“Our journey has been one of continuous learning over several decades, enabling us to reverse desertification and restore the water, soil and vegetation of this amazing landscape.”

— Valer Clark

“By returning soil and water to these lands, we’re now witnessing the resurgence of grass on the uplands and the growth of trees in riparian areas,” said Valer Clark. “This growth plays a vital role in replenishing soil moisture and facilitating a healthy and self-sustaining water cycle. Our journey has been one of continuous learning over several decades, enabling us to reverse desertification and restore the water, soil and vegetation of this amazing landscape.” Similar efforts to improve the health of the soil, grasses and hydrology of working lands are being implemented across the Sky Island Restoration Collaborative, which includes Cuenca Los Ojos, and studied by Norman and other researchers.



Rock detention structures installed in series at El Coronado Ranch, Pearce, Arizona, USA, photo by Laura Norman/USGS, October 2021, looking upstream.


Alejandro Carrillo, Cuenca Los Ojos Board member and fourth-generation rancher in the Chihuahuan desert in Mexico, is on a mission to restore the water cycles on his Las Damas Ranch by combining NIDS with adaptive grazing to nurture the soil. By cultivating a vibrant ecosystem characterized by diverse perennial grasses, forbs and trees, Carrillo has created a landscape that infiltrates 300% more water than neighboring ranches. In a region that gets only seven inches of rain a year, that increase makes a major difference.

More surprisingly, perhaps, Carrillo and his research partners have noticed that his landscape appears to enrich the clouds. “Multiple-year radar data and actual measured precipitation indicate that the vegetation being produced on these regenerative ranches is generating rain that is highly concentrated over” those same ranches, he wrote last year. It looks like his neighbors’ gripes that it always seems to rain more on his side of the fence are actually rooted in reality: The healthier soils and vegetation on Las Damas Ranch are generating 10 to 20% more rain than the region’s average.


The question remains, are these powerful local and regional stories of regreening the desert outliers, or the signal of what’s possible everywhere in the arid West? How dependent on favorable precipitation cycles and regional climate patterns are these restoration successes? Global climate and weather modelers, like David Lawrence of the National Center for Atmospheric Research (NCAR) in Boulder, Colorado, are trying to find out.

Lawrence, who runs the Terrestrial Sciences Section of the Global Dynamics Lab at NCAR, said, “We do know that healthy soils, organic rich soils, are great at holding water.” But the relationships between healthy soils and the regional and global climate and weather patterns are less well understood. Global models agree that more vegetation, especially healthy forests, reduces surface temperatures. “But [the models] don’t agree on the precipitation response,” Lawrence said.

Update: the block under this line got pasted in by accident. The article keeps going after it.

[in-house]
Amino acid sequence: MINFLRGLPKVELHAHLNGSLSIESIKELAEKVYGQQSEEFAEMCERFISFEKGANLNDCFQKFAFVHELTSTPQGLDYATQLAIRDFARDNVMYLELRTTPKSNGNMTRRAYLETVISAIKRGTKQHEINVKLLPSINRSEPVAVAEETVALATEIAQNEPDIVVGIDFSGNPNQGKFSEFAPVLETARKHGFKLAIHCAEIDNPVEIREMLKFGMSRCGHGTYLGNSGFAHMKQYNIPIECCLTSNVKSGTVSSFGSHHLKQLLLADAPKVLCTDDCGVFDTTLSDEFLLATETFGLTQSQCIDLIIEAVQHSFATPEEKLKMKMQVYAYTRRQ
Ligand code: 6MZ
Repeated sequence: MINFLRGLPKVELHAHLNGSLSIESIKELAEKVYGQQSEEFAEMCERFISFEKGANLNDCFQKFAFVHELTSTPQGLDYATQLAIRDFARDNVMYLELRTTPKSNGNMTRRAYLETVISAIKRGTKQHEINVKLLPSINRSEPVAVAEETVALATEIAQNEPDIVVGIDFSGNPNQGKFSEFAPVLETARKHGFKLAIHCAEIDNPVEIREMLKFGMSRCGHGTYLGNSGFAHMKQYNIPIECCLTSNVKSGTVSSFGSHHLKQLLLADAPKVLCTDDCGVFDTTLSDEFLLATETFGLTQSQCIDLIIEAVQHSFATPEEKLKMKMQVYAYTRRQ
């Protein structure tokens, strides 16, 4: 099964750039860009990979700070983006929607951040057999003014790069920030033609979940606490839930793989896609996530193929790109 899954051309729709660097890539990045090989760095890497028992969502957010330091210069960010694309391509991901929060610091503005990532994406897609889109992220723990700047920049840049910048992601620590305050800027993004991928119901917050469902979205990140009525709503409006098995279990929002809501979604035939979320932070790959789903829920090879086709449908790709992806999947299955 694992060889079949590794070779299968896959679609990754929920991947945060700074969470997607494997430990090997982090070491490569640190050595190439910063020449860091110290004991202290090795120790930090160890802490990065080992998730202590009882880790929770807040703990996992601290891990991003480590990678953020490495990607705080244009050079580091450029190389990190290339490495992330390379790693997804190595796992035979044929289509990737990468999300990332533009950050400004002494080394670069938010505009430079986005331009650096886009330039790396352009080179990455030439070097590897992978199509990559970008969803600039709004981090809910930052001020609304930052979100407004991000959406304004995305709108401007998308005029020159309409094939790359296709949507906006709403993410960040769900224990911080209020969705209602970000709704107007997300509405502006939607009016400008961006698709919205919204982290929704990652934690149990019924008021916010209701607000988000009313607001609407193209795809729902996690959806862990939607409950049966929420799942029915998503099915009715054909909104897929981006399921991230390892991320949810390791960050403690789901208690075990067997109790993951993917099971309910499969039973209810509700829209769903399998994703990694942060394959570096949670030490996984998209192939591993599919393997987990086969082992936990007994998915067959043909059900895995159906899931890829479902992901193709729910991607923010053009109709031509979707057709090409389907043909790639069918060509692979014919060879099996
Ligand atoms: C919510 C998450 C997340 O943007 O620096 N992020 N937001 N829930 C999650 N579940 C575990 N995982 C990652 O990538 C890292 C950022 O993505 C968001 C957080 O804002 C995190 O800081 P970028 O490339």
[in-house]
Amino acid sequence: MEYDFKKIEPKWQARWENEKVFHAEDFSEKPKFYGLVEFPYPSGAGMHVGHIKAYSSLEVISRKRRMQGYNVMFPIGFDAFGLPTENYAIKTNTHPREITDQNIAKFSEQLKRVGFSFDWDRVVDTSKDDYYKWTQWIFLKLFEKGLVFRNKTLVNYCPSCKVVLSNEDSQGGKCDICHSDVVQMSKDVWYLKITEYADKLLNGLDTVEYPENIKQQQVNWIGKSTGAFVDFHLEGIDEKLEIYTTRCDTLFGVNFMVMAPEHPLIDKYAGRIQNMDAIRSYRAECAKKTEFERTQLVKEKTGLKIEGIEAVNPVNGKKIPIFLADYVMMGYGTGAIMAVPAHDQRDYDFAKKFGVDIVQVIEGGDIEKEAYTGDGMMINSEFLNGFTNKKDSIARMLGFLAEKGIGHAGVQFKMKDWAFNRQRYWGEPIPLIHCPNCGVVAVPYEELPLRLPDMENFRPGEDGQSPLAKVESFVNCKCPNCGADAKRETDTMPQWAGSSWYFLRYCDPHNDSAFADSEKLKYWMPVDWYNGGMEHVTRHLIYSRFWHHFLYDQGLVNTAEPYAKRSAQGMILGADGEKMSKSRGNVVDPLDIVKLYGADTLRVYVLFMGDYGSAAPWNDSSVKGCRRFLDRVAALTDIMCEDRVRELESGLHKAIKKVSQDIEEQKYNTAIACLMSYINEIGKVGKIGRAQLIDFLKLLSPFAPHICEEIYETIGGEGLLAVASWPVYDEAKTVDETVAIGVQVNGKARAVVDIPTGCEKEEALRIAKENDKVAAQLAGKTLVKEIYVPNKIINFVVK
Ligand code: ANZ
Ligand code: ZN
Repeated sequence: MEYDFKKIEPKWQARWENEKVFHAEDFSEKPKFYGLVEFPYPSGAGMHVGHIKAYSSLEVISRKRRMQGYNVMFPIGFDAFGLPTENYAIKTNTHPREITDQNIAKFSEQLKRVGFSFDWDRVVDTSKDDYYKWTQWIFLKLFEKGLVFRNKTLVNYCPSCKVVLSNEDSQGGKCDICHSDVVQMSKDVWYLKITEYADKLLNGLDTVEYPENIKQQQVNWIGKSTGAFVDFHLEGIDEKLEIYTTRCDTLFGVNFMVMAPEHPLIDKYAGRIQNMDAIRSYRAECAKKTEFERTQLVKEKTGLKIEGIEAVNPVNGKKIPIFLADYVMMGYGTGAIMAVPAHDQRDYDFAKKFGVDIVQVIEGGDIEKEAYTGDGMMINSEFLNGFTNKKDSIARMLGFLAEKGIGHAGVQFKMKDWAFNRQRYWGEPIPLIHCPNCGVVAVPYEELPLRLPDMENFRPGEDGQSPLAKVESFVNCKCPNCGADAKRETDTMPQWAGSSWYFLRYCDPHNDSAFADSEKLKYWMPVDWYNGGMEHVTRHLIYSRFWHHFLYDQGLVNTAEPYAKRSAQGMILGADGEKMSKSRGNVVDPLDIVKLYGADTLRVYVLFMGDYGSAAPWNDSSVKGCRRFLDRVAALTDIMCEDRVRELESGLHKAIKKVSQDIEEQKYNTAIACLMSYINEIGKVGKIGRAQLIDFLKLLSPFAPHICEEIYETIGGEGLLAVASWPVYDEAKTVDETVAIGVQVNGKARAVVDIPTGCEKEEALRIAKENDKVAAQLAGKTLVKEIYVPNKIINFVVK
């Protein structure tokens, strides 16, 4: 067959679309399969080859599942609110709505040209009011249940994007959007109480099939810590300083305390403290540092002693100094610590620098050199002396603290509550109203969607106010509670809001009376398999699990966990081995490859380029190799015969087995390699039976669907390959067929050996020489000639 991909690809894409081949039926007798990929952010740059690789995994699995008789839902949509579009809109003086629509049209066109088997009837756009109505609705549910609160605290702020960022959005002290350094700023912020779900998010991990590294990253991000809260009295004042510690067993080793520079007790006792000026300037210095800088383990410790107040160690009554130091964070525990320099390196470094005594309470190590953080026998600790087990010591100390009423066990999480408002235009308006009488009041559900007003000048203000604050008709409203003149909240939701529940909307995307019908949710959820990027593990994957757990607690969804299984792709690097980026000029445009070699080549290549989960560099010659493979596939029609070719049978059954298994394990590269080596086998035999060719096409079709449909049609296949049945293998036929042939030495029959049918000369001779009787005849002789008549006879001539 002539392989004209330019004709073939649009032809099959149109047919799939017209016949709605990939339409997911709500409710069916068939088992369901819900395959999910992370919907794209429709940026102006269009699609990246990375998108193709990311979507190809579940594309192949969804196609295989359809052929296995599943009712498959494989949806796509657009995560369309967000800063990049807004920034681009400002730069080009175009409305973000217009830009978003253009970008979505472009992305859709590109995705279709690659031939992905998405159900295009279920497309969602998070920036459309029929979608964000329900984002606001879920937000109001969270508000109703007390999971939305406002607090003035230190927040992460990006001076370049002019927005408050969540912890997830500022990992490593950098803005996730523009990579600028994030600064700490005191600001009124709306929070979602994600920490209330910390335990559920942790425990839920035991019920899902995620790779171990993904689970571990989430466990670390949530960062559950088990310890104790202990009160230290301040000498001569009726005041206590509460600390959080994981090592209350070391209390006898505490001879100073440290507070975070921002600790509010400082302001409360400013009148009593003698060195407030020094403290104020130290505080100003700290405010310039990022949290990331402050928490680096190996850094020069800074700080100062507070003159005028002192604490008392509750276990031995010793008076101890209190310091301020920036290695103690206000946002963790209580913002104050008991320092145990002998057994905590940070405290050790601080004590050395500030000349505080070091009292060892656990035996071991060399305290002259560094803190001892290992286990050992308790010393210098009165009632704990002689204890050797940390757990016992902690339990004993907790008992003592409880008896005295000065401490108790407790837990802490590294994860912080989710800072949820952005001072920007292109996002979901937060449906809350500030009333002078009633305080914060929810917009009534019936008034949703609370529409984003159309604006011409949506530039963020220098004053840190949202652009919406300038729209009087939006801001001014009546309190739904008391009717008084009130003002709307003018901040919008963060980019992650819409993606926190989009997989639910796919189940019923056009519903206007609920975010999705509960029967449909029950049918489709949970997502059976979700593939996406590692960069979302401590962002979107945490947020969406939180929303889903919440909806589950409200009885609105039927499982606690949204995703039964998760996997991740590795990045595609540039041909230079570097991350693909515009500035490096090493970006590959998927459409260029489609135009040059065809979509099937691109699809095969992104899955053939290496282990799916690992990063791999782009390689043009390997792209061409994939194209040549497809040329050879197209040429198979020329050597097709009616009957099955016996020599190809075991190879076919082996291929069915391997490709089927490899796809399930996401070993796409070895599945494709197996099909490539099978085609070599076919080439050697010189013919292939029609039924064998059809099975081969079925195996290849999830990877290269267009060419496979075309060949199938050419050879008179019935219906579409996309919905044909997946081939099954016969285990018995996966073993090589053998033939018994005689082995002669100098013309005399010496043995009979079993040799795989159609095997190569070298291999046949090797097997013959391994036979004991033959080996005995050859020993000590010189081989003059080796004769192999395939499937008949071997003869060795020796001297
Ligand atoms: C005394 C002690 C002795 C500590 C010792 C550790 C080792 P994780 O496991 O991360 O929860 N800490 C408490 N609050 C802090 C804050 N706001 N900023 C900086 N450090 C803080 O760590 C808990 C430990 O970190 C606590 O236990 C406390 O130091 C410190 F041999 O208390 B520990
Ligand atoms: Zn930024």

What is more troubling is when the models agree with each other, but don’t agree with actual observations. In all climate simulations, Lawrence’s team has found, “The predominant signal … is an increase in atmospheric water vapor” over the arid and semiarid regions of the world, including the American West, because warmer air can hold more water vapor. But, in fact, the air in these regions is remaining drier than predicted, they wrote, “suggesting that the availability of moisture to satisfy the increased atmospheric demand is lower in reality than in models.” This finding is bad news for forecasts of wildfire risk in the West, for example, because it means climate models have likely been underestimating the danger.

But the model simulations examined by Lawrence’s team also point to a more hopeful prospect as well, one that may explain the rainmaking power of the Cuenca Los Ojos projects. More available moisture on the landscape would mean more moisture in the atmosphere. More atmospheric moisture would mean more rain, somewhere. More vegetation, especially trees, according to other research, seeds the atmosphere with cloud-building biota and chemicals (this is the same physics behind artificial cloud seeding, which has been studied extensively). The heavier the local cloud seeding, the higher the chance of local rain or snow. In other words, as Spanish meteorologist Millan Millan put it, “Water begets water. Soil is the womb. Vegetation is the midwife.”

Of course, all this depends a lot on which way the wind blows, so you can see the difficulty of making predictions. These relationships between land, water and climate are as unique as the shape and surface of every valley on Earth. That makes both modeling them and observing them accurately at a global scale incredibly challenging. But that shouldn’t stop us from trying to make rain, Lawrence said. Every restoration project, big or small, matters. “Everything we do has consequences downstream,” he noted. “The interconnectedness of it all is really critical. That’s what we continually learn about the climate system, is how interconnected everything is. And just how those interconnections are so hard to anticipate.”